Even though record job vacancies lead to higher wages, economists say wages are still not high enough.
While overall inflation increased 7.6 per cent in July despite a 5.2 per cent increase in the average hourly salary, this indicates that worker compensation is not keeping up with consumer costs.
As a result of the record number of vacancies, workers are offered more wages, but those wages aren’t keeping up with inflation.
According to a report released this week by Statistics Canada, 1.03 million jobs remained unfilled in Canada in June, an all-time high and the third consecutive month with more than one million vacancies. It represents a 3.2 per cent rise from May.
Employers needed to fill 149,700 positions last month, most of which were in health care and social support. Meanwhile, there were 171,700 vacancies in the restaurant and food service industries.
Despite lifting almost all COVID-19 regulations, vacancies have persistently remained high in Canada. As a result, employers in high-vacancy sectors have responded by trying to increase compensation for new hires in the hopes of filling positions that have been vacant for a while.
As unions negotiated for better pay with employers and businesses paid more compensation to new hires, the average hourly wage increased 5.2 per cent year over year in July.
However, overall inflation increased 7.6 per cent in July compared to the same month last year, indicating that worker pay is not keeping up with the high cost of consumer prices.
David Macdonald, senior economist at the Canadian Centre for Policy Alternatives, says it would reasonably be good salary increases when inflation was not close to 8 per cent.
“But wage growth in the five per cent range just isn’t enough right now.”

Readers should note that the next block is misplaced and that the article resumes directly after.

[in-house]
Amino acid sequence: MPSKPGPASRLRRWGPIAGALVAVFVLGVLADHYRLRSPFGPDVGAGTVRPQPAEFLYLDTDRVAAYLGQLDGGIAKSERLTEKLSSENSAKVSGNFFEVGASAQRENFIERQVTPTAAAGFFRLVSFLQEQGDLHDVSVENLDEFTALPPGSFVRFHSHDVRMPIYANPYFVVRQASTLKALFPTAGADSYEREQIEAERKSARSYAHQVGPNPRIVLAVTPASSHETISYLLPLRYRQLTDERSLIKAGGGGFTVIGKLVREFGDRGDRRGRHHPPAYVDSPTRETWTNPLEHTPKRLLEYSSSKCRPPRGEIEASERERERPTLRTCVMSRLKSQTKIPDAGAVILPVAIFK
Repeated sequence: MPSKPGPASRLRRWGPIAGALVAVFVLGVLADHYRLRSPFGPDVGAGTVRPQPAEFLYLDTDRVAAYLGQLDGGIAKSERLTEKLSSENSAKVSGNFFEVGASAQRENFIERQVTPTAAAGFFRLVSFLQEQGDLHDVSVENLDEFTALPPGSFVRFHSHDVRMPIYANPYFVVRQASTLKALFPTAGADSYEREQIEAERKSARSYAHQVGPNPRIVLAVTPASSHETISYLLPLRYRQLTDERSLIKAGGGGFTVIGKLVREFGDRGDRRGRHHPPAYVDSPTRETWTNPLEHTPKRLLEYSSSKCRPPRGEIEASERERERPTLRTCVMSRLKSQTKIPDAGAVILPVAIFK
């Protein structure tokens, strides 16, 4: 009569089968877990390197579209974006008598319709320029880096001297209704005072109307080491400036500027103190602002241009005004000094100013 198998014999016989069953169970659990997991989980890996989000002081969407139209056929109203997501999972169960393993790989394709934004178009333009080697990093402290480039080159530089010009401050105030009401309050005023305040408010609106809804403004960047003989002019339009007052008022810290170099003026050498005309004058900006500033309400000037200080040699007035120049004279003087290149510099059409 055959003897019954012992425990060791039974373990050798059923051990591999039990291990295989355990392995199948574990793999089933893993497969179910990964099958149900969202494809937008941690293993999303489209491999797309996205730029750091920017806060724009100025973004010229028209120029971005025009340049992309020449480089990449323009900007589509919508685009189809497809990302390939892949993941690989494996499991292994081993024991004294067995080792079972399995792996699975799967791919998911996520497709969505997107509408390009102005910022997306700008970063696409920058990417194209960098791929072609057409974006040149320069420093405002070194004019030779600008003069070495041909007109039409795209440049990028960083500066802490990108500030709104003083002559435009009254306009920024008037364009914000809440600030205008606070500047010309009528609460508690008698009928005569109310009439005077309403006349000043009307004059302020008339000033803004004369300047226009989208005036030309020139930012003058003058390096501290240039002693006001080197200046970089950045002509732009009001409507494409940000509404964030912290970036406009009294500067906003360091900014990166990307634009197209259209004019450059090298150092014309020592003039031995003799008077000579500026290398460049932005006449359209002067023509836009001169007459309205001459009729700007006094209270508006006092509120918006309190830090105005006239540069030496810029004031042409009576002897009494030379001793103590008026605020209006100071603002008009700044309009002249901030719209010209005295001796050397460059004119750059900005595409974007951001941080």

Macdonald explains that a 5.2 percent pay growth compared to a 7.6 percent increase in consumer prices results in a wage decrease.
While central bankers agree that higher wages are good for workers, they have also worked to avoid what economists call a “wage-price spiral,” in which employees want higher wages to keep up with rising living expenses.
The Bank of Canada fears inflation will become a permanent feature of the Canadian economy if not controlled, creating a self-fulfilling prophecy where consumers and businesses continually raise prices because they anticipate cost increases. Many independent economists share this concern.
Recent interest rate decisions by the bank have heightened concerns that some Canadians would lose their employment and that wages will stagnate as borrowing costs climb.
As interest rates are higher, borrowing money is difficult. As a result, consumers will spend less on large purchases, and businesses will reduce operational investments. Businesses are frequently forced to cut expenses and freeze hiring as economic development slows, increasing unemployment.
Economists anticipate that wage growth would likely decelerate due to the central bank’s plans to raise interest rates even further in the upcoming months – its next interest rate decision is in September.
Further, Macdonald added, if many individuals lose their employment, few people will want to request rises. Employees don’t request raises in a labour market with a seven to eight percent unemployment rate. The economy isn’t in the right place right now, Macdonald added.
Presented by CTC News